HEALTH

Cardiac rehabilitation program encourages heart-healthy exercise

BY Lauren Wanko, Correspondent |

It’s another workout session for 87-year-old Marine Corps veteran Bill Bastedo.

“I feel much better. I feel a little happier and more alert,” he said. “It’s just fabulous.”

Bastedo suffered a second heart attack in May. His cardiologist recommended he start exercising.

“For all of our cardiac patients, anybody who’s had a heart attack, bypass, stent, heart failure or any type of heart surgery, we recommend all of them participate in cardiac rehab. That’s one of the first steps in helping them recover and become functional again,” said Dr. Marcia Liu, cardiologist at CentraState Medical Center.

The New Jersey Department of Health indicates heart disease is the leading cause of death among all New Jersey residents, accounting for more than 18,000 deaths in 2016.

“You can reduce heart disease with regular exercise,” said Liu, “With exercise you promote fitness. With the regular fitness, it improves your blood pressure, it also reduces your heart rate. And all of that in the long term translates to better circulation, cardiac health, keeping your weight healthy, better cholesterol numbers, so it all kind of fits in with a healthy lifestyle. You reduce some of those risk factors that promote heart disease.”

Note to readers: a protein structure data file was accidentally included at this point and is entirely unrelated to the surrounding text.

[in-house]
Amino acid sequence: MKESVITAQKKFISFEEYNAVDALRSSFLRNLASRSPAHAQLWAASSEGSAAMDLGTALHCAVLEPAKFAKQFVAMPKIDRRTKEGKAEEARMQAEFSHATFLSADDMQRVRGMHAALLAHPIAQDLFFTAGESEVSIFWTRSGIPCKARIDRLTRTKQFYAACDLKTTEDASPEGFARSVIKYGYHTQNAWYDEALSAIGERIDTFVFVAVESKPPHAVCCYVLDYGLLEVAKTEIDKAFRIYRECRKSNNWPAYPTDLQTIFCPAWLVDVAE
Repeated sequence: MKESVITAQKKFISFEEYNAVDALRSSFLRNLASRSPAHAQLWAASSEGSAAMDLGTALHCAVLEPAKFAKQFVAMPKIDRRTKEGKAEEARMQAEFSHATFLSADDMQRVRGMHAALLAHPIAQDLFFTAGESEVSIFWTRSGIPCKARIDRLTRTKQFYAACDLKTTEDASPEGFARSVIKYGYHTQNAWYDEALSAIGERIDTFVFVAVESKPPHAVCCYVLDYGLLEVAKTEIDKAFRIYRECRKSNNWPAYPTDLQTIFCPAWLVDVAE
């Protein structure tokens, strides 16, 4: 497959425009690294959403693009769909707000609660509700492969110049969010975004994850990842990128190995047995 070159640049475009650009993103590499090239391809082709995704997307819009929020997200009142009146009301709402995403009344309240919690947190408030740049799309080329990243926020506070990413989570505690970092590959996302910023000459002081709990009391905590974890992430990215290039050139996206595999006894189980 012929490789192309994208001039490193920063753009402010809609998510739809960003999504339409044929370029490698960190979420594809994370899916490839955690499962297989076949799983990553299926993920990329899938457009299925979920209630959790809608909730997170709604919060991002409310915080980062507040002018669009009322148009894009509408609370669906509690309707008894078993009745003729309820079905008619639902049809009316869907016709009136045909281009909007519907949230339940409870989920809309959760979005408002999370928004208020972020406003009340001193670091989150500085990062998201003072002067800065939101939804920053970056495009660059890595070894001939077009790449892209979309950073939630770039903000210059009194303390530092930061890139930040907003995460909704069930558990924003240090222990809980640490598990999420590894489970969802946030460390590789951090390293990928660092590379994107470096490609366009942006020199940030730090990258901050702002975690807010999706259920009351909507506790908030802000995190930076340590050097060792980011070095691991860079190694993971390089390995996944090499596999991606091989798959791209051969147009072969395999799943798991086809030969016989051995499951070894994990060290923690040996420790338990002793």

The cardiovascular wellness program at CentraState Medical Center is divided into a number of phases. The first phase is a patient’s recovery time in the hospital. Then they move on to outpatient cardiac rehab that’s medically supervised. Patients then have the option to continue their exercise routine with their Cardiac Wellness Program, and that takes place across the hall in their fitness and wellness center.

“This is a lifestyle change for me and I will continue it until, forever I guess,” said Manalapan resident Essie Cruz.

It’s exactly what Liu wants to hear. She says that’s the goal of the program. Last year, Cruz had her mitral valve repaired, and has since then been exercising in the program for months now.

“At first it was a little difficult, but as you continue doing it you begin to see strengthening. I started getting stronger, feeling better about myself. When I leave here after my one hour workout, I walk out feeling really good about myself so it feels great,” Cruz said.

Liu recommends that her patients exercise for at least 150 minutes a week. She says she sees significant improvement among those enrolled in the program. Her advice to people thinking about working out?

“A lot of people have excuses for not exercising. Whatever your excuse is, there is something that you can do to stay active,” Liu said.